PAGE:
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Brands must evolve, says Coca-Cola SVP

Brands need to keep up with the pace of innovation and consumers’ interests to retain and build value, said Wendy Clark, SVP of integrated marketing communications and capabilities at The Coca-Cola Co., during a keynote address at the ad:tech New York conference on Nov. 10.

“Evolution is absolutely mandatory for marketers because, by definition, the landscape is constantly changing and therefore we must change constantly,” she said.

In addition to creating shareable content, brands need to focus on how that content is distributed, Clark said. She said that Coca-Cola views media as owned, earned, shared and paid “in that order.” The company has developed a paid investment model that is trisected among what currently works (the now), what the company must experiment with (the next), and what is on the periphery (the next).

“Done well, each of these spaces informs the next,” said Clark. “Your next informs your new, your new informs your now, and you start to create innovation within your company.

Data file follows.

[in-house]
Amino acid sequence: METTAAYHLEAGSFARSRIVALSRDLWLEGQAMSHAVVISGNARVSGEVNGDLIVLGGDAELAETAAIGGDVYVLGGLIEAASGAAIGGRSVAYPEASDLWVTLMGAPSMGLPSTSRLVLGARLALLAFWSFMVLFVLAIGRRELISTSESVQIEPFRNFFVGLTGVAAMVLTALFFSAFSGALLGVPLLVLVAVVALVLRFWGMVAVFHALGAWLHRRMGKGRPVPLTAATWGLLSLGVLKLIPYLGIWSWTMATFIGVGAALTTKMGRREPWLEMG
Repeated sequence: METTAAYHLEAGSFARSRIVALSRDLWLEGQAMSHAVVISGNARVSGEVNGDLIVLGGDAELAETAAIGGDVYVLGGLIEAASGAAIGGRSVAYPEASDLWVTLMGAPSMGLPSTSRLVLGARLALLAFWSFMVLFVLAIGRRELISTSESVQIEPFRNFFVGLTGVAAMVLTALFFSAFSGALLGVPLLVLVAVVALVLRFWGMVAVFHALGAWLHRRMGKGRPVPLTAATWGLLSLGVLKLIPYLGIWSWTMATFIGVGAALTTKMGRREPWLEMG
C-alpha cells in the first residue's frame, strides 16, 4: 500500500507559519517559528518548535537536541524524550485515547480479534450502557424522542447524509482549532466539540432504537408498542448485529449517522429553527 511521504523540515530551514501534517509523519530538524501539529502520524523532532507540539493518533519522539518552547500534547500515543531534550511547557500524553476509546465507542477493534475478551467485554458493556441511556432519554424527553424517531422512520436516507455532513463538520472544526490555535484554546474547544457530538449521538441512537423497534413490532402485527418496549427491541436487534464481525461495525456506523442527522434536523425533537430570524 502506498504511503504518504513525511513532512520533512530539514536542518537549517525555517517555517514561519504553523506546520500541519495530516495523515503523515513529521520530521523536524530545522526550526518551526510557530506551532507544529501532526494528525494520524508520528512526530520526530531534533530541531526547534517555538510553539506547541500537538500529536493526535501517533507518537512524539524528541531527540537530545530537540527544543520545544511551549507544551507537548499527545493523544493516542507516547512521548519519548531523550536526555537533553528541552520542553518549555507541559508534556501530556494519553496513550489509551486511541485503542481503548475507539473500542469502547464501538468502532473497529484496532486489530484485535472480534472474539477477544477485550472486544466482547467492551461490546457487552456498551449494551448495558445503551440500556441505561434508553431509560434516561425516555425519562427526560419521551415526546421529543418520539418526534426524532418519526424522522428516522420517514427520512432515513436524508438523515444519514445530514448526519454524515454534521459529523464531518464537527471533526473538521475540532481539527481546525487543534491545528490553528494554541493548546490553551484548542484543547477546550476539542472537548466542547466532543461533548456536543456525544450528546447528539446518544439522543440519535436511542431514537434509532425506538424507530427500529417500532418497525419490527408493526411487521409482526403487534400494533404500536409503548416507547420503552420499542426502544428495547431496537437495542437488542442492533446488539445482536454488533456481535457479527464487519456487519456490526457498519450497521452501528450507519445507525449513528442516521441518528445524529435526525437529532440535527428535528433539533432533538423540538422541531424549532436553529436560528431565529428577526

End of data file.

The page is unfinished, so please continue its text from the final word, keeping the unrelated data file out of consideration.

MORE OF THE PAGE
As an example of the now, Clark pointed to a Sprite mobile marketing program conducted around the NBA All-Star Slam Dunk Contest in February that asked consumers to text in their votes for the contest’s champion and opt in for a chance to receive a call from LeBron James. The program received 728,000 unique voters and 100,000 calls from LeBron, she said.

“One of the fundamental beliefs [of Coca-Cola’s marketing program] is no dead ends. So when someone texts, we want to pick up that relationship,” Clark said.

Clark cited Coca-Cola’s trial with the Google Wallet mobile payment system as an example of what’s new. The company is running the trial in 200 vending machines across North America.

“The combination of mobile commerce and location-based technology for us moves our business from the point-of-sale to the point-of-thirst, and that’s a significant shift for us. We know where you are and that you’re thirsty, and we can get you to the nearest outlet to solve that thirst,” said Clark.

She said Coca-Cola’s approach to experimentation is “we lean into what’s next, but we don’t get distracted by it.” Clark brought on stage Renny Gleeson, global director of interactive strategies at Coca-Cola’s agency Wieden & Kennedy, who said that Coca-Cola is working with the Portland Incubator Experiment (PIE) to determine how Coca-Cola can use loyalty points as currency.

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